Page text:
IT has only been eight weeks, not nine-and-a-half, but pre-World Cup training camp has still been a form of masochism for Stuart Hogg.

“It has been a nightmare if I am honest,” the Scotland full-back said. “There are only so many times you can hide people’s kit or jump out on people. Thankfully John Barclay has been too tired and not been able to jump out on me.

“There is a time and a place to be the class clown but I have been working incredibly hard,” added Hogg. “That has been eight weeks together and normally if that was the Six Nations we would have dispersed and gone back to our clubs by now.”

Not that Hogg’s status as one of the jokers of this Scotland pack should be mistaken for anything other than total focus.

The days when his nutrition and fitness regime was anything other than impeccable are long gone, even if his fun side came out as best man at his best pal Euan Riley’s wedding at the weekend.

“There was no rum and milk,” Hogg says with a smile. “Strict professional. No, I’m trying to be in the best nick I can possibly be in.

“If the fitness levels fall I’m not going to be on the flight to Japan.”

After a brief trip down to Exeter to get his family settled in following his big summer move, the summer’s preparation has taken Hogg and the rest of this squad to the outposts of Portugal and St Andrews.

But it is only in the past 10 days or so the contact has ratcheted up a notch.

It is safe to say that, when the first of four World Cup warm-up meetings – back-to-back meetings against first the French and then Georgia – gets under way in Nice late on Saturday night, this group of Scotland players will be ready to put in some hits.

Not that, if selected, he and his team-mates will be getting carried away and blowing a gasket in the opening 10 minutes.

“We are old enough and wise enough to realise this is an ordinary game of rugby, a Test match,” said Hogg.

“It is going out there now and having some fun and hopefully getting a win. It has been a long time coming and the boys are champing at the bit to get out there. The 23 at the weekend has the chance to get the ball rolling.”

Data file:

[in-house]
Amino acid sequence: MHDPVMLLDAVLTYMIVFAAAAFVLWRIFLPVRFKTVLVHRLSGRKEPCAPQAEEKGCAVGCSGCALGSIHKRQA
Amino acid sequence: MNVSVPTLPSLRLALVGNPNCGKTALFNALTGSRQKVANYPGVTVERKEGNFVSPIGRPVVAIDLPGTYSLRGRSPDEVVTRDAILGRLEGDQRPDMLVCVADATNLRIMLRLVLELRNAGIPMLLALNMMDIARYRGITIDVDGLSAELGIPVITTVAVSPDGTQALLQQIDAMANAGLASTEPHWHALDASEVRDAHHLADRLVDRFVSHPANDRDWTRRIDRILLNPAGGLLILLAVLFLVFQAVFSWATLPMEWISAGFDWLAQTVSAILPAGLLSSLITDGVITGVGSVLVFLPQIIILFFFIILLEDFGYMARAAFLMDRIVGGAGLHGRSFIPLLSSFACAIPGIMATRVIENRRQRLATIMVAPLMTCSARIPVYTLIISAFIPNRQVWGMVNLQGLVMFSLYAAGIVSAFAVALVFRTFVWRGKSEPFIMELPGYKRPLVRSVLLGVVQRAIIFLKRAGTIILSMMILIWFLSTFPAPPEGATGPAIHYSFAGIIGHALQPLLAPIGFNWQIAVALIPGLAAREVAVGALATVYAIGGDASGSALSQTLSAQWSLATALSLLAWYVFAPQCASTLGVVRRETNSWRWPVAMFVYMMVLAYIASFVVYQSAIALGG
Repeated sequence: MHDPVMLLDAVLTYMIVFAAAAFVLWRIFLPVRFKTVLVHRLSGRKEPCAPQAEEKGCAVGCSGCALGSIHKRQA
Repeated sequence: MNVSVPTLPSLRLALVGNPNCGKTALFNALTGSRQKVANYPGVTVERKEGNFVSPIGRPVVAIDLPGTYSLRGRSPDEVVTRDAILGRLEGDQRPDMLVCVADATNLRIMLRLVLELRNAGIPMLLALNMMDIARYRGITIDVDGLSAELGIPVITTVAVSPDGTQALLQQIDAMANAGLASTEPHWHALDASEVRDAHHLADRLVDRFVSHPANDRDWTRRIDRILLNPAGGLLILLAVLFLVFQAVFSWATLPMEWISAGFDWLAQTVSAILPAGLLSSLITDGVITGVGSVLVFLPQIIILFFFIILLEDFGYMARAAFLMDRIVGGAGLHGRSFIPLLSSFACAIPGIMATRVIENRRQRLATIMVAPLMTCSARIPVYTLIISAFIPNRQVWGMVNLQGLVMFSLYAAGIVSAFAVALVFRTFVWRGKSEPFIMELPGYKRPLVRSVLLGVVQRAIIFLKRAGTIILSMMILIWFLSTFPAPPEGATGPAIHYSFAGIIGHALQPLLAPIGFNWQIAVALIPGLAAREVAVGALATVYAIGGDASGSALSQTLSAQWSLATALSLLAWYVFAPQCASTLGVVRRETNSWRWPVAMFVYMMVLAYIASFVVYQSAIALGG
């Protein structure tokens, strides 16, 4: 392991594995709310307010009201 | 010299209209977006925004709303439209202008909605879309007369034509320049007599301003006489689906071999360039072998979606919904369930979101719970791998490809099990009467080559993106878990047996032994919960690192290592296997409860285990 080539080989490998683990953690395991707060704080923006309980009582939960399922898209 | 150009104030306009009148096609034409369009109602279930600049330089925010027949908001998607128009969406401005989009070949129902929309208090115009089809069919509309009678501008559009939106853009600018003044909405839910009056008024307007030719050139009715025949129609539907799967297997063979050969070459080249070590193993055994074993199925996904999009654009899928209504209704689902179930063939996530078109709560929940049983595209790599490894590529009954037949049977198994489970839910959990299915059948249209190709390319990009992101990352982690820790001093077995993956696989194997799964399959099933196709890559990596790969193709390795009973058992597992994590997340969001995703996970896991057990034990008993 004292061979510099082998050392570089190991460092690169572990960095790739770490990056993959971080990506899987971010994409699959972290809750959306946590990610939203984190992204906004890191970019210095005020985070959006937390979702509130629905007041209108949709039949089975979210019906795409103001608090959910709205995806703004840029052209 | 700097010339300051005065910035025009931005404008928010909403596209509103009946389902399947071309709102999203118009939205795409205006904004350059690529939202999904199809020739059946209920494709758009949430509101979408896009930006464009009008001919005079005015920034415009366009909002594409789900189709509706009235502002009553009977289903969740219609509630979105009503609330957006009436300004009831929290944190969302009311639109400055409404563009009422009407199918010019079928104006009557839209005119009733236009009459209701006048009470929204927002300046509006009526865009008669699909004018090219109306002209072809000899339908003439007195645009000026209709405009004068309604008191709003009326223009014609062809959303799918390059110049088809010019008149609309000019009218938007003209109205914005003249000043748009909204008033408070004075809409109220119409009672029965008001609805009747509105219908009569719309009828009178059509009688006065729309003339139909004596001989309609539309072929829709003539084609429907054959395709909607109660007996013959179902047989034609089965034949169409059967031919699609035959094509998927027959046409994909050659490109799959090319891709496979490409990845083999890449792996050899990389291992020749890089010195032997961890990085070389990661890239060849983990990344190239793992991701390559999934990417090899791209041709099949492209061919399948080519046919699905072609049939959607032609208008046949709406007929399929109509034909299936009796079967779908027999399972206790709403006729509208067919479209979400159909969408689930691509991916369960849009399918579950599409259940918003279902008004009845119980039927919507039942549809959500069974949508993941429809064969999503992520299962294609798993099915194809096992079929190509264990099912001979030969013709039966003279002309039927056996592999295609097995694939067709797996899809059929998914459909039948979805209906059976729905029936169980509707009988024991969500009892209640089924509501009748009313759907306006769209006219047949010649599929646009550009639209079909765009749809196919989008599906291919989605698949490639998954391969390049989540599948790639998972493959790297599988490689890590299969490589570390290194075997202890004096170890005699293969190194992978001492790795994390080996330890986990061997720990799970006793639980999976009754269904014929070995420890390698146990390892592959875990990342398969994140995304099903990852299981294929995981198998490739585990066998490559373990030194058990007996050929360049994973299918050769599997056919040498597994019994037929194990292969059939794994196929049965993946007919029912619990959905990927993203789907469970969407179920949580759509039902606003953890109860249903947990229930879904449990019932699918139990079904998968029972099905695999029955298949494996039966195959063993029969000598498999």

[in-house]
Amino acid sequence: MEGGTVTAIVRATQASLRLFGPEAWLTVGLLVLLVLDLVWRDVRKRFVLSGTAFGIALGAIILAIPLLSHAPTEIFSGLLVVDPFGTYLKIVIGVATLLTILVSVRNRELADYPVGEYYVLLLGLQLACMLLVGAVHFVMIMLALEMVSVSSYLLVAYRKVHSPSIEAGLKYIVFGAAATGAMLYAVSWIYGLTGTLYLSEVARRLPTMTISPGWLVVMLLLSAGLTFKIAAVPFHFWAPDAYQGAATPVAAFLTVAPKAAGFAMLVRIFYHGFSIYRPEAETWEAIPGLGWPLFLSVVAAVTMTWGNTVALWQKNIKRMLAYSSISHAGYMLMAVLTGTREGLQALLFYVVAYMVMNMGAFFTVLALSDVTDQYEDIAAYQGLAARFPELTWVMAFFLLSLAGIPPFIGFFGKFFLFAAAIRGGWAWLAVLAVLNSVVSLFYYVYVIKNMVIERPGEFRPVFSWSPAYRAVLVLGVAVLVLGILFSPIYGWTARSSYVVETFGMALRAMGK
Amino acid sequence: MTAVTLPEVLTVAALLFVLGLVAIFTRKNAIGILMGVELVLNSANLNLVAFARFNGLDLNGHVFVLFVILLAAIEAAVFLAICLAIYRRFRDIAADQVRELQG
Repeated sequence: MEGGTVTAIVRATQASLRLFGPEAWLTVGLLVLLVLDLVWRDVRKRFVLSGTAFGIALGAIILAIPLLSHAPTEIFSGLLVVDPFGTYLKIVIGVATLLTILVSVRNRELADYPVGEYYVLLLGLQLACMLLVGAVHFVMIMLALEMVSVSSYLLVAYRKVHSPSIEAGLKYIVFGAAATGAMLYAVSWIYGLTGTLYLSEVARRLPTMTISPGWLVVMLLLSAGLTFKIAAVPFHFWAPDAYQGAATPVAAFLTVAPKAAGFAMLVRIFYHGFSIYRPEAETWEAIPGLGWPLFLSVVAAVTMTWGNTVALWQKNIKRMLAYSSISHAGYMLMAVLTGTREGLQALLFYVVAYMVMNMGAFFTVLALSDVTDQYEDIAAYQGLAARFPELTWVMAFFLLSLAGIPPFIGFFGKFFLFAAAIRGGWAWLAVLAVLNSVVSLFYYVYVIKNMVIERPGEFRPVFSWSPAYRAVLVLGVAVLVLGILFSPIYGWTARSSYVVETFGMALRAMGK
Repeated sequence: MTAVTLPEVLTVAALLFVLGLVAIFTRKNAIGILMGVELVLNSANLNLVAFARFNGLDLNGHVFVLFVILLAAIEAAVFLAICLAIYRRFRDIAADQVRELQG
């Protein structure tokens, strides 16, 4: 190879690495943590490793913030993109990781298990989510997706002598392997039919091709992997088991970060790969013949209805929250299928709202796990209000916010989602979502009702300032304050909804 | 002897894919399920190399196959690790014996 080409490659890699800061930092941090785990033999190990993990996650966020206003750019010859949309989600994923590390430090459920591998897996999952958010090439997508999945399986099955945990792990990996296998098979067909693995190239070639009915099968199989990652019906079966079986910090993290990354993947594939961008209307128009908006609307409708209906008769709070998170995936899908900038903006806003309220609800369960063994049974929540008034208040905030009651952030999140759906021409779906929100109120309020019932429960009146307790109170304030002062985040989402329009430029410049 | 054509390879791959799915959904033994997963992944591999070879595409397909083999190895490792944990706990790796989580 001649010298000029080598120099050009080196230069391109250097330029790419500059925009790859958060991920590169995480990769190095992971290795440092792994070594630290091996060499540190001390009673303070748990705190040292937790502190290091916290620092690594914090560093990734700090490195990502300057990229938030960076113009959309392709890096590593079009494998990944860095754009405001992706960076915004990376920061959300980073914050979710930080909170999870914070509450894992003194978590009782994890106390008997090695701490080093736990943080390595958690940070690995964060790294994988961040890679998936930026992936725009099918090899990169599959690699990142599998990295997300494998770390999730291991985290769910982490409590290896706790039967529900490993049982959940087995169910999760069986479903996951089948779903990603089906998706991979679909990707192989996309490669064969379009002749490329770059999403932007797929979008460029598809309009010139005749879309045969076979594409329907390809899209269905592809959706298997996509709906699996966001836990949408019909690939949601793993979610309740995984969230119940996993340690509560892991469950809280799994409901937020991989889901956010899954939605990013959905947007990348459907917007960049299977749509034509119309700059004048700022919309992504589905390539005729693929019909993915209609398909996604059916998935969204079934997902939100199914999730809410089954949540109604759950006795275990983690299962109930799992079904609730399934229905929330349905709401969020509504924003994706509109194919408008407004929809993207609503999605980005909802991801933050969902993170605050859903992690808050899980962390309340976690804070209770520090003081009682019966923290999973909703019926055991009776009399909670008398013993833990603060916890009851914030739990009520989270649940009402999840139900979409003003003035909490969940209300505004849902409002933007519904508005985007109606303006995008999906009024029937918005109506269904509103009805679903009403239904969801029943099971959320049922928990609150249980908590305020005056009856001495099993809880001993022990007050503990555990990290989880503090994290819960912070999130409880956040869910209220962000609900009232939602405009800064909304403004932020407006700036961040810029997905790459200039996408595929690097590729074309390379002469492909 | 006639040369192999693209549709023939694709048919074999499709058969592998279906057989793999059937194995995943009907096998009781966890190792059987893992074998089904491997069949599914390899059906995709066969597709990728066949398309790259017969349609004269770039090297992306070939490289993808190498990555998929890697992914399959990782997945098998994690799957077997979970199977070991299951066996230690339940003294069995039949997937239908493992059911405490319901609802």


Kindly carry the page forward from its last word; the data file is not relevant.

While Eddie Jones took the ­decision to name his 31-man England squad yesterday, Gregor Townsend was never of a mind to name his squad so early.

There are still decisions to be made as the head coach whittles down his 40 remaining names to 31 on Tuesday, September 3, just three days before his final tune-up match at home to Georgia on Friday, September 6.

The flight leaves for Asia the following Monday, with a pivotal opener against the Irish kicking off just before 9am UK time in Yokohama.

Hogg, approaching his second World Cup with Scotland, with a Lions tour under his belt too, is putting his experience to good use.

“There’s a lot of experience within the squad now as well as a lot of young boys coming through who are asking the right questions and are willing to learn and improve,” he says.

“The boys are buzzing to get to the World Cup and, for the first time in a long time, if everybody is fit we are in a very good place. I would hate to be the gaffer picking a 31 that’s for sure. There will be some disappointed boys who have worked incredibly hard.”

With a base of fitness under their belts, the real prep work on our pool opponents has yet to start. But a weekend that saw Australia blow New Zealand away and England get the better of Six Nations champions Wales suggests this is going to be a wide-open World Cup.

On the negative side, hosts and pool opponents Japan illustrated how much of a threat they could be as they defeated USA to win the Pacific Nations Cup. One major focus has been defence, after a few key mis-steps during the Six Nations.

“Yes,” said Hogg, “but for us we’ve got to concentrate on ourselves. We want to try to play the fastest rugby in the world and we believe we are in a good place with our fitness. We’re ready to fire into the games now. We’re getting bored having no games at the weekends. If we start looking too far ahead we’re going to slip up in these games. We have four massive Test matches before we get to Ireland.”

Hogg’s back pages include a tour of Japan with Vern Cotter’s Scotland back in 2016 that culminated in two narrow wins. It gave him an insight into the heat and humidity he will experience there, not to mention a visit to a fish market that was something of an offence to the nostrils.

“It was hot,” he said. “The conditions were really tough. The humidity levels were incredible and the ball was like a bar of soap at times. That is where taping the fingers came from.

“We didn’t have much time to sample the culture because at the end of the day we were playing Test matches,” he added. “There will be some time when boys can explore but we have to go out there and win. The sightseeing can take a backward step as far as I am concerned.”